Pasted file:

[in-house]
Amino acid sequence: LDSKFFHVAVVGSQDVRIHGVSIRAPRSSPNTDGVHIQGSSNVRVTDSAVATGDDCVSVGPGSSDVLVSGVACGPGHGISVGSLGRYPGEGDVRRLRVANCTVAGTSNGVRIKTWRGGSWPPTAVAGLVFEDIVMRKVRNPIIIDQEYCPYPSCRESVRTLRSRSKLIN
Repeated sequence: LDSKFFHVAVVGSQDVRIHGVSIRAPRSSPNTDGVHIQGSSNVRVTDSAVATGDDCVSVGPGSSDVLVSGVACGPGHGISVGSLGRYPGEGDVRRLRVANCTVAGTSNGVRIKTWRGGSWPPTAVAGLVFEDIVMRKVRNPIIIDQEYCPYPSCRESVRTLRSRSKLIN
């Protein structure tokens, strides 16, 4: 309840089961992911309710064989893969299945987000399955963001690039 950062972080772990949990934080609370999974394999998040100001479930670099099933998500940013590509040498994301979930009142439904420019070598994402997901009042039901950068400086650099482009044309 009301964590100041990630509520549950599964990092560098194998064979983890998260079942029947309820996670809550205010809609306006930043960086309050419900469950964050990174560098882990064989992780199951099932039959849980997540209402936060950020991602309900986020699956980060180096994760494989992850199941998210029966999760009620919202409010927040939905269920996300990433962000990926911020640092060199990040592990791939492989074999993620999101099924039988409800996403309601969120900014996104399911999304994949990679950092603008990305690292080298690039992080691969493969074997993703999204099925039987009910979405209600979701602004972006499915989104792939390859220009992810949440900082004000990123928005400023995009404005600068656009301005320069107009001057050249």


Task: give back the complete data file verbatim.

[in-house]
Amino acid sequence: LDSKFFHVAVVGSQDVRIHGVSIRAPRSSPNTDGVHIQGSSNVRVTDSAVATGDDCVSVGPGSSDVLVSGVACGPGHGISVGSLGRYPGEGDVRRLRVANCTVAGTSNGVRIKTWRGGSWPPTAVAGLVFEDIVMRKVRNPIIIDQEYCPYPSCRESVRTLRSRSKLIN
Repeated sequence: LDSKFFHVAVVGSQDVRIHGVSIRAPRSSPNTDGVHIQGSSNVRVTDSAVATGDDCVSVGPGSSDVLVSGVACGPGHGISVGSLGRYPGEGDVRRLRVANCTVAGTSNGVRIKTWRGGSWPPTAVAGLVFEDIVMRKVRNPIIIDQEYCPYPSCRESVRTLRSRSKLIN
């Protein structure tokens, strides 16, 4: 309840089961992911309710064989893969299945987000399955963001690039 950062972080772990949990934080609370999974394999998040100001479930670099099933998500940013590509040498994301979930009142439904420019070598994402997901009042039901950068400086650099482009044309 009301964590100041990630509520549950599964990092560098194998064979983890998260079942029947309820996670809550205010809609306006930043960086309050419900469950964050990174560098882990064989992780199951099932039959849980997540209402936060950020991602309900986020699956980060180096994760494989992850199941998210029966999760009620919202409010927040939905269920996300990433962000990926911020640092060199990040592990791939492989074999993620999101099924039988409800996403309601969120900014996104399911999304994949990679950092603008990305690292080298690039992080691969493969074997993703999204099925039987009910979405209600979701602004972006499915989104792939390859220009992810949440900082004000990123928005400023995009404005600068656009301005320069107009001057050249």